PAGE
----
by Leslie Vryenhoek
Nalakiti Sayaiael has a slow but fierce smile, punctuated by the custom-made gap in her lower set of teeth. As she shares her story in Maa, the local language, that gap forms part of the sound. Her hands, meanwhile, stay in motion. She's finishing a bright blue bracelet that ties together her traditional beading skills and a new understanding about international markets. Blending new knowledge with old skills has led to a dramatic change in her household — and in her sense of self.
Nalakiti lives in Talek, a community adjacent to the Maasai Mara National Reserve in southern Kenya. Although separated from Kenya’s urban areas by rough, unpaved roads, the place and its people are being transformed by external forces. More frequent and severe droughts in this semi-arid region, for example, threaten subsistence livelihoods based primarily on rearing livestock, particularly cattle. Meanwhile, grazing areas are limited by a conservancy movement that sees the Maasai trade parcels of land to outside interests in exchange for regular payments. Add to this mix a growing tourism industry, which imposes new customs to satisfy tourist preferences.
According to the Maasai Association, over the past thirty years the economy here has grown increasingly connected to global markets. In 2003, Basecamp Maasai Mara, an eco-safari enterprise operated by the Norwegian company Basecamp Explorer, opened here. It sought to provide local employment while helping preserve local nature and culture. The tourism company also set up a foundation to support community projects, including schools, hospitals and a handicraft enterprise. That enterprise, Basecamp Maasai Brand (BMB), gives women an opportunity to make and sell traditional beaded crafts in a global marketplace.
The women who produce for Basecamp Maasai Brand say learning to do things better has improved their lives. They too have spent their increased earnings on livestock, on more functional homes, and most especially on education for their children.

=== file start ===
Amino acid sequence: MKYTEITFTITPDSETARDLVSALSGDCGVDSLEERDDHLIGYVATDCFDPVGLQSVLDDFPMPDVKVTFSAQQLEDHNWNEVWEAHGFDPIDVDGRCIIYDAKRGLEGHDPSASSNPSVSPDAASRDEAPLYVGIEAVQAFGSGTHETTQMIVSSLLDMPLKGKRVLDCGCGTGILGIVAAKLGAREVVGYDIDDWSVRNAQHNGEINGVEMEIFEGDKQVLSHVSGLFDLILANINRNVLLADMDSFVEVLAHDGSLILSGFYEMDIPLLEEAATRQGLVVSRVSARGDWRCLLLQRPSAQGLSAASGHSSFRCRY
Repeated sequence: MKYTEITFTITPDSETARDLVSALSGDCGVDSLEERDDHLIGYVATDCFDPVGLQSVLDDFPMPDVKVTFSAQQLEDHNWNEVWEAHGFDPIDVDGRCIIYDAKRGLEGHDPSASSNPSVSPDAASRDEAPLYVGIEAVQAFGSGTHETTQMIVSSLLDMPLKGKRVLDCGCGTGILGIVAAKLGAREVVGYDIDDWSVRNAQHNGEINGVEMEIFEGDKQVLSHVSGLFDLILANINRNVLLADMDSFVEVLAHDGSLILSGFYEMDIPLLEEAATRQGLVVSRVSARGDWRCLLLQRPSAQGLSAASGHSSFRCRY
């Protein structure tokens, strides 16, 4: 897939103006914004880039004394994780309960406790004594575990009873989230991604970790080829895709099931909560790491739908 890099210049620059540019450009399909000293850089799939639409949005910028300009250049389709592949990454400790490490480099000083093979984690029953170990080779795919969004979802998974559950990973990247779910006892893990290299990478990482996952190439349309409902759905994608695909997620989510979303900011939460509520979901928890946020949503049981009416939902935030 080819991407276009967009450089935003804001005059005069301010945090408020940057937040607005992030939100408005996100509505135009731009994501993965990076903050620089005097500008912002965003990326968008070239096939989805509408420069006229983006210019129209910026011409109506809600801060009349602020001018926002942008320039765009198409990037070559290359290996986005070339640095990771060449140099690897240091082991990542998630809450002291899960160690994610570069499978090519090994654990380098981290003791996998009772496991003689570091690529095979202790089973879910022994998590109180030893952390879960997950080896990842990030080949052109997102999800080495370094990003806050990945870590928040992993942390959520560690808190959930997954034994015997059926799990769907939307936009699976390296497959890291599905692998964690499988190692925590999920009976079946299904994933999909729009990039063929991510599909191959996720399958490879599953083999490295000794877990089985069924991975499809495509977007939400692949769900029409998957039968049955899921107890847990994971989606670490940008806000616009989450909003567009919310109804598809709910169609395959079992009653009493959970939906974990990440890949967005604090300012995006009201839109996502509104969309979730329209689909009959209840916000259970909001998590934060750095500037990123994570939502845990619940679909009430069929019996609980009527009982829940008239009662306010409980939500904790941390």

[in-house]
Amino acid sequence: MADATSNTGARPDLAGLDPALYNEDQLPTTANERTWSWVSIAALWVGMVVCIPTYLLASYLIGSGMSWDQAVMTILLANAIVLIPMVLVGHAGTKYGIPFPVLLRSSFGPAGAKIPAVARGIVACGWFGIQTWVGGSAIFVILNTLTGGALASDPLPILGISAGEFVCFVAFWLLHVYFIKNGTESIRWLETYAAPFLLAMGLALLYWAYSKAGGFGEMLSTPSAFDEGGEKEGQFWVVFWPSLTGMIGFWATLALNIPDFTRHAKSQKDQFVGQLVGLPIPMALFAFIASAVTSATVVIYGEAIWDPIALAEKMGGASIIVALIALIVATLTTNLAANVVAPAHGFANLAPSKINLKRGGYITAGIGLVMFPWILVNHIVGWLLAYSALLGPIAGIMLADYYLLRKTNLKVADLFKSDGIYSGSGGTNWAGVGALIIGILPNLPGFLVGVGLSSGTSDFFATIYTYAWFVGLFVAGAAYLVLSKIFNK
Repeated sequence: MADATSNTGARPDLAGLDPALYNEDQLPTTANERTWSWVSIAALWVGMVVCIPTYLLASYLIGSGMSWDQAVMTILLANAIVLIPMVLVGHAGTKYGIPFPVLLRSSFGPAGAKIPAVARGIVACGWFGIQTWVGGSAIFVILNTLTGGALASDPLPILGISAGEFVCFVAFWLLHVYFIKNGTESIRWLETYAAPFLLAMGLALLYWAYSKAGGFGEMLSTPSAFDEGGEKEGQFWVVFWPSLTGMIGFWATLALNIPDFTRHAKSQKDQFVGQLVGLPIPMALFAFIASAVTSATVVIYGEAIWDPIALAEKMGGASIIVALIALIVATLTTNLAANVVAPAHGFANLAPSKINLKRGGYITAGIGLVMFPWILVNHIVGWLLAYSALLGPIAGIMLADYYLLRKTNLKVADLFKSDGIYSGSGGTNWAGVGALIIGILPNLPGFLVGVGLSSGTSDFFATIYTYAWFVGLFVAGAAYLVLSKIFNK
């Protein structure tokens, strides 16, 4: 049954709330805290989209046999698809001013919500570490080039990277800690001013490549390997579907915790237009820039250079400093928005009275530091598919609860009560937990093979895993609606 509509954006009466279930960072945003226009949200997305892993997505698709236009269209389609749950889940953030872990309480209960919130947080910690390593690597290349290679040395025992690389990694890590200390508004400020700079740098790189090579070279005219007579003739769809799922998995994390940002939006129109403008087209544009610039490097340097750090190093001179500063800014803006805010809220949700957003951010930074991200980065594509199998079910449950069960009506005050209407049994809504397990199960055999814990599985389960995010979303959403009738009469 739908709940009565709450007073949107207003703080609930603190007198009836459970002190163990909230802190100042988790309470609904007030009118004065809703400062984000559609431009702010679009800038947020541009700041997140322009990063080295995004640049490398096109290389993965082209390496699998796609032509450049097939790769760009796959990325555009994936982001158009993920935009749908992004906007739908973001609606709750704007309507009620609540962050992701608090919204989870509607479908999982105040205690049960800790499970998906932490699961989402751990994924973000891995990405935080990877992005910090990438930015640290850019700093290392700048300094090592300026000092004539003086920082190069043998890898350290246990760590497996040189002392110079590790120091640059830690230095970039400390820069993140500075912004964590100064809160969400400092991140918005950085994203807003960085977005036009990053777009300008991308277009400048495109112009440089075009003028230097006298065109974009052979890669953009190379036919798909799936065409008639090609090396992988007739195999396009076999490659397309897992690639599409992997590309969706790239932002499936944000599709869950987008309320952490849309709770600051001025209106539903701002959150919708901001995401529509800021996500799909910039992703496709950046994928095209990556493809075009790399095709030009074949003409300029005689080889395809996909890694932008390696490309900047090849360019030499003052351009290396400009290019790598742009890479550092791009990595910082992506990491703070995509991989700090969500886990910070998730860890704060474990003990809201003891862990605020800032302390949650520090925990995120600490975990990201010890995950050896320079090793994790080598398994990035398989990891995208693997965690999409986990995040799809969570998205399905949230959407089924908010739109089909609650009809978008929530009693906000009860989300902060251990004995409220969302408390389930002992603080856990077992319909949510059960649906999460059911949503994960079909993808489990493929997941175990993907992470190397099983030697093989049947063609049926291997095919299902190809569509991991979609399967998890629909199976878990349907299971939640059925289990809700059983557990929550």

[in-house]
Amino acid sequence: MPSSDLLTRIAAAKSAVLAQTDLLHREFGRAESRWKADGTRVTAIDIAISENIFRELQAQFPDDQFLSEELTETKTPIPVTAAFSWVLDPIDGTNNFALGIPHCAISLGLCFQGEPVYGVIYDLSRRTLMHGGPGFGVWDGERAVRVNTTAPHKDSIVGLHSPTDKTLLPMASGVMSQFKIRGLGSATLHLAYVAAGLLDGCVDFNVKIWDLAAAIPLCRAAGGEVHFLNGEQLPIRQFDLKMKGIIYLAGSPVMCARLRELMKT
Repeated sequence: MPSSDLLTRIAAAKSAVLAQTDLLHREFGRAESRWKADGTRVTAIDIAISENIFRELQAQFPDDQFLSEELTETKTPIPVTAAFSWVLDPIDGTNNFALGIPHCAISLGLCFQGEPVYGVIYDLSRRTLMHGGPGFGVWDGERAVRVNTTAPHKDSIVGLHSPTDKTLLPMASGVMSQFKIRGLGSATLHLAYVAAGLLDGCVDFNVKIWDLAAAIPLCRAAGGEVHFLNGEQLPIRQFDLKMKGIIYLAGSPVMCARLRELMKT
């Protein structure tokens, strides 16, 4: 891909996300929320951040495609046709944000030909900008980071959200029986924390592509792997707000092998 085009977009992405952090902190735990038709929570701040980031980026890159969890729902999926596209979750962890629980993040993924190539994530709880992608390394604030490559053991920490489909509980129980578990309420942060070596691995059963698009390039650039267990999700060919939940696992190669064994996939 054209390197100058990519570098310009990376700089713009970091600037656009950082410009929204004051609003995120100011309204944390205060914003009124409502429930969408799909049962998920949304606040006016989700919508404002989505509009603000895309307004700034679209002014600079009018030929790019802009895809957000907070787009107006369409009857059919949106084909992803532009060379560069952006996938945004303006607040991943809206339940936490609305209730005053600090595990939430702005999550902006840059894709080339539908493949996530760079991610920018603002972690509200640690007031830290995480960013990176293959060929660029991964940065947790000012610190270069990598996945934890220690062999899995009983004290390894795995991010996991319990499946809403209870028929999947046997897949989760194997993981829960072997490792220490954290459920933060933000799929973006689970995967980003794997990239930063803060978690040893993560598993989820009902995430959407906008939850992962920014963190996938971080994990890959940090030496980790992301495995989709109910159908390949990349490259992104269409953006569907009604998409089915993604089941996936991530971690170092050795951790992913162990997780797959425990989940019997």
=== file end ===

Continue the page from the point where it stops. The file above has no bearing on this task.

In 2013, a project called Leadership & Business Skills for Informal Women Workers in Fair Trade was implemented by BMB, to help its handicraft producers improve their livelihoods. The project, led by WIEGO in partnership with the Kenyan Federation for Alternative Trade (KEFAT), provided training in women’s leadership, business and finances, organizational governance, and women’s economic rights.
Nalakiti is one of the women who benefitted from these trainings. She believes the project taught her to be a leader, allowing her to overcome shyness and help other women learn to earn a living. And in 2014, her newfound confidence helped her win election as the chair of BMB, which has grown into a 120-member community-based organization (CBO).
According to Jemimah Lenjirr, BMB's coordinator, the group has officially registered with the Kenyan Ministry of Gender Children and Social Development.Registration brings benefits, Jemimah explained, by making a group more visible and offering access to government funds.
“The women have a voice as a group,” she says. “When you are alone, you cannot claim your rights. But when you are together, you can negotiate.”
But the new identity brings worries, too. In a move to promote sustainability and independence, the foundation ended its financial support for women's enterprise last year, although it continues to offer free use of an Art Centre and office on its site. Now, to pay salaries to Jemimah and two other staff and to cover expenses, BMB must rely on its sales.